As Nova Scotia’s health-care crisis impacts emergency care capacity, physiotherapists are advocating for a presence in emergency rooms (ERs) to assist with care needs.
“Physiotherapists are positioned really well to just transition directly to the ER as far as our scope of practice goes,” says Stephen Richey of the Nova Scotia Physiotherapy Association (NSPA). “And we actually have the resources available.”
The idea of a multi-disciplinary emergency department isn’t new.
Richey says physiotherapists have been advocating for the presence of NSPA members in ERs for years, and pilot programs have been successful.
“It’s done in a lot of other jurisdictions, even in Canada it’s being piloted right now in Quebec with a lot of success,” Richey says. “Throughout Alberta and Ontario as well. And we see it implemented all through the United States and the U.K. as well.”
He says the addition of ‘allied health professionals’ to emergency departments would have an almost immediate benefit to the health care system — reducing wait times, repeat visits and opioid prescriptions.
“Because these are the individuals that wouldn’t necessarily be prioritized from an emergency departments point of view, but do have a need that needs to be attended to.”
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There are approximately 700 physiotherapists working in Nova Scotia, half of which work in the private system.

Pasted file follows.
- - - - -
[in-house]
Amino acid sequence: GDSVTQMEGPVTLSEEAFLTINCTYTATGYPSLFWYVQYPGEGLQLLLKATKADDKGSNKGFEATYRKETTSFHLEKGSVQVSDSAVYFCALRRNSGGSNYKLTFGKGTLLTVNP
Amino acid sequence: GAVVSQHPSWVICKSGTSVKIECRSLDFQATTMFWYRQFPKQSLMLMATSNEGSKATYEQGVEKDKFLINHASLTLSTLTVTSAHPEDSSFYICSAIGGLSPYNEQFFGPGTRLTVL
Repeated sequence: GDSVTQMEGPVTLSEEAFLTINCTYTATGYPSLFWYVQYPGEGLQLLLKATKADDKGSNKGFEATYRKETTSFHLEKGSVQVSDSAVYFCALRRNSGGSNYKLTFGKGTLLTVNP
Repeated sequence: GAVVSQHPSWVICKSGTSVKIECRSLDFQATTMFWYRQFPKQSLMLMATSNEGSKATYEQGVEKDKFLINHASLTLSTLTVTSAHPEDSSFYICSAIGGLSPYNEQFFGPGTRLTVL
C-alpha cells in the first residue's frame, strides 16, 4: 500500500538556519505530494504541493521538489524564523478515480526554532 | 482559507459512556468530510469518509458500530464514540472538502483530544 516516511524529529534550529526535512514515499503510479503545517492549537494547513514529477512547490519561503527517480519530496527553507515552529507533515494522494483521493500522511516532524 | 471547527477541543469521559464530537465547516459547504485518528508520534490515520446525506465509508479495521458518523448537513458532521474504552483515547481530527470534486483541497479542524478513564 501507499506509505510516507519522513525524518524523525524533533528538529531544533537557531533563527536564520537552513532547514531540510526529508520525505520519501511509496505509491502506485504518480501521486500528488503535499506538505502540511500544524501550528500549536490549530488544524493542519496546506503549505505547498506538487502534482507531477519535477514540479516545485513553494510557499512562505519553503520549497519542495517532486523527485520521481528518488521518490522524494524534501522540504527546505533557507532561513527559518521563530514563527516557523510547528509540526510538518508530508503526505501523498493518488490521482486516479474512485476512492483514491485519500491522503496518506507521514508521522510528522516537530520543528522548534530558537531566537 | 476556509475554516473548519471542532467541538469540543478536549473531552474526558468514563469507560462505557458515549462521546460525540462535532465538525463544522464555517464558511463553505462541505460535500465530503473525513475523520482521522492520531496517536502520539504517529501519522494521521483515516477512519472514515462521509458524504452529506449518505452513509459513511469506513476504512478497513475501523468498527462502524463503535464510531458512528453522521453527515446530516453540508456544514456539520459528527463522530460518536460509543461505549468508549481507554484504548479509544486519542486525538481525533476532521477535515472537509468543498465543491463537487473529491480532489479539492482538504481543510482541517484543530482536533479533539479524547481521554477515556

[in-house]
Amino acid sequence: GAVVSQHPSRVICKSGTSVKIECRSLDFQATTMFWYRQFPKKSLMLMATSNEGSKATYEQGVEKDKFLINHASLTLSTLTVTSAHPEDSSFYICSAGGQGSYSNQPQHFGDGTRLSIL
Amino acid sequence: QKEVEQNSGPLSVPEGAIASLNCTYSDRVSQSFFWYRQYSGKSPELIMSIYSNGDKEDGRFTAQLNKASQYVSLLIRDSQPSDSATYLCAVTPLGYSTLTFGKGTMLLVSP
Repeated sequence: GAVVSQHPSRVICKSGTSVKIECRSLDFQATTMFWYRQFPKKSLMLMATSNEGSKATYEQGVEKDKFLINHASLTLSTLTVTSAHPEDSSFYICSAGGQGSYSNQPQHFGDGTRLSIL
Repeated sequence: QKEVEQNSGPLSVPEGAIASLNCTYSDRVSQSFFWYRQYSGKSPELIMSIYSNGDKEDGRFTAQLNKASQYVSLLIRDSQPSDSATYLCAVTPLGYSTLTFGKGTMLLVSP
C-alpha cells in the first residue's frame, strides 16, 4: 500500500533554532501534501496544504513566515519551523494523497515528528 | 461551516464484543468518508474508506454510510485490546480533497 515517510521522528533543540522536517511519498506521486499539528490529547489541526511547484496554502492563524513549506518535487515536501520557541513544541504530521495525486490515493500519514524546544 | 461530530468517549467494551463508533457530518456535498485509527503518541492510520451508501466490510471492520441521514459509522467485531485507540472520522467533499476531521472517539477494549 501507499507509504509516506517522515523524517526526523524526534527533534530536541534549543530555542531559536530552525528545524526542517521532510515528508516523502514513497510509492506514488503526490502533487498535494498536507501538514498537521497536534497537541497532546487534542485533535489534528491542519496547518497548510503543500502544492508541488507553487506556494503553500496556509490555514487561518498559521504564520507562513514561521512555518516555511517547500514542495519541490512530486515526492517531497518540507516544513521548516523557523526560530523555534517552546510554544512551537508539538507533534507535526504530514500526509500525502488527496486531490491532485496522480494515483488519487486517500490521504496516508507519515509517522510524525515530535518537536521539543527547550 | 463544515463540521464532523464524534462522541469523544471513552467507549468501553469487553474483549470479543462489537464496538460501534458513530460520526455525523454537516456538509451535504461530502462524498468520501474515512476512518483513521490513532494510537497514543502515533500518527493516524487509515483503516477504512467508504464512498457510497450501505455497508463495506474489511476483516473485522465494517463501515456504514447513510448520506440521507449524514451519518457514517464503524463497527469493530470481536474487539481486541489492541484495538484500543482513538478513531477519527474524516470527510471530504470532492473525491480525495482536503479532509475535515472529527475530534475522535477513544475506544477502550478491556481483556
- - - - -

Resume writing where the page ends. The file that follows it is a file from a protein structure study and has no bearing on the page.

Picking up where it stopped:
Richey says private professionals would transition well into the public system if offered a position.
“We regularly are in discussion with our members about what they’re most passionate about, what they’d like to see us advocate for on their behalf,” Richey says. “And this is usually number one on the list, and this has been year in and year out.”
A spokesperson for Nova Scotia’s Department of Health and Wellness told Global News by email that, “the roles and responsibilities of healthcare professionals are always evolving to better meet population health needs, and to improve access to care.”
They say that the department is working with partners, like Nova Scotia Health, to ensure “the right employee is performing the right tasks.”
Richey says the NSPA has been in ‘a lot’ of contact with the health minister, discussing how its members can be best utilized to help.
And if that change is made, he says physiotherapists could make the transition with ease.
“If tomorrow the premier and the minister of health decided to incorporate physiotherapists into emergency departments, as long as the hiring process was quick enough, then you’d be able to have physiotherapists in as soon as within a few weeks,” Richey says.
“The resources are available, the expertise is available and we’ve seen how it can work really effectively in other jurisdictions.”